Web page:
Two goals have been successfully pursued in this project: to add a distinctive lower floor to an existing villa, and to connect the resultant living areas to the rear garden and lawn. Transitions, from the light and loose front of the house down into the sunken, cave-like addition, and between the lower-level spaces, have been very well handled. Rooms retain their individuality without sacrificing compatibility; materials are deployed inventively but not discordantly. The architect has given an imaginative twist to the familiar tale of the villa extension.
Faraday Street Studio
Fearon Hay Architects
Exhibiting nice judgement in what to add and what to leave the architects have converted the upper floor of a 1940s warehouse into a studio for their own practice. A loft apartment effect is what the architects set out to achieve and in exposing the building’s original timber frames and trusses and inserting a concrete floor they have realised their ambition. The adept deployment and finessing of industrial materials yields a sense of tough luxury. The allusion to the world of the big city walk-up apartment is signalled at the street entry where the door in is flanked, valet-like, by the sparely furnished premises of a bespoke tailor.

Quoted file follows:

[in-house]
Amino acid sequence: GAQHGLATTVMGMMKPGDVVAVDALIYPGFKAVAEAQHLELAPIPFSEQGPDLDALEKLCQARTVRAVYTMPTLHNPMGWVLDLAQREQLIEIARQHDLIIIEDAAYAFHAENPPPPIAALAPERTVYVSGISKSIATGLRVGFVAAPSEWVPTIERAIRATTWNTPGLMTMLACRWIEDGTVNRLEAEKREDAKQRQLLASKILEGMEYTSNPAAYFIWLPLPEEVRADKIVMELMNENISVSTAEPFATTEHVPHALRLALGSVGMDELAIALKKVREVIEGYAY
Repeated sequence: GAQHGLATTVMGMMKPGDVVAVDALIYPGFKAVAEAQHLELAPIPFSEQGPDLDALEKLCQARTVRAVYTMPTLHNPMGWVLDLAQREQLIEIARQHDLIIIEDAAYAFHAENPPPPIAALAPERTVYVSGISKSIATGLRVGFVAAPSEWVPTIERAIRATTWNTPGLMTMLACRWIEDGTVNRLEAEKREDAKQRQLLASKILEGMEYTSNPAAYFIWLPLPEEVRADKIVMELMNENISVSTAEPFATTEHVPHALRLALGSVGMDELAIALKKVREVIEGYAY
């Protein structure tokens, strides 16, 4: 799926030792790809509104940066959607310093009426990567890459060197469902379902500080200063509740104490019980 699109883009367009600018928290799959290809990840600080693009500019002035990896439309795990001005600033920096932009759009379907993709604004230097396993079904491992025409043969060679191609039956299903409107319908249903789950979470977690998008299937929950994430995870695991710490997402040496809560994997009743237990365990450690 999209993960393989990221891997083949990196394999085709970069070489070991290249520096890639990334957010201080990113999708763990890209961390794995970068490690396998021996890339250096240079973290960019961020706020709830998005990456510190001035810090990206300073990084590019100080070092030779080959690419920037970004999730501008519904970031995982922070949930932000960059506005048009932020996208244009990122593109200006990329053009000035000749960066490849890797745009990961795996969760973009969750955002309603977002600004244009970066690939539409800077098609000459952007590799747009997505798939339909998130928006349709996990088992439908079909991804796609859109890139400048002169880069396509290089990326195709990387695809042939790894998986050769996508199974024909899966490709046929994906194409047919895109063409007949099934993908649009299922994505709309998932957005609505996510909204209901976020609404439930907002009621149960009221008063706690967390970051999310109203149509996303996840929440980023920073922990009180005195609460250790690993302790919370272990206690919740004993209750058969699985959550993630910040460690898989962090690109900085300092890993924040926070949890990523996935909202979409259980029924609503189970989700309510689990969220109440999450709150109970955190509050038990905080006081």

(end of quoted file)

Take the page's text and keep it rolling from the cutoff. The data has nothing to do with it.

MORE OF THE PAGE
SGA Studio and Workshops
SGA – Strachan Group Architects
In a very real sense, this studio and workshop is a built manifesto for the architecture practice that designed the building for its own use. A deep understanding of how buildings are put together, materials deployed, and problems solved are all evident in this project, along with typical inventiveness, commitment to sustainable principles, experiment with prefabrication, mastery of a restrained palette, and bespoke control of the interior fit-out. More than that, the building is clearly designed to recognise and nurture the particular culture of the practice: this firm operates as a family. The studio, with its warm timber cladding and abundant natural light and fresh air, is a wonderful working environment, and the workshops are capacious and, of course, well-organised.
Chapel Street Centre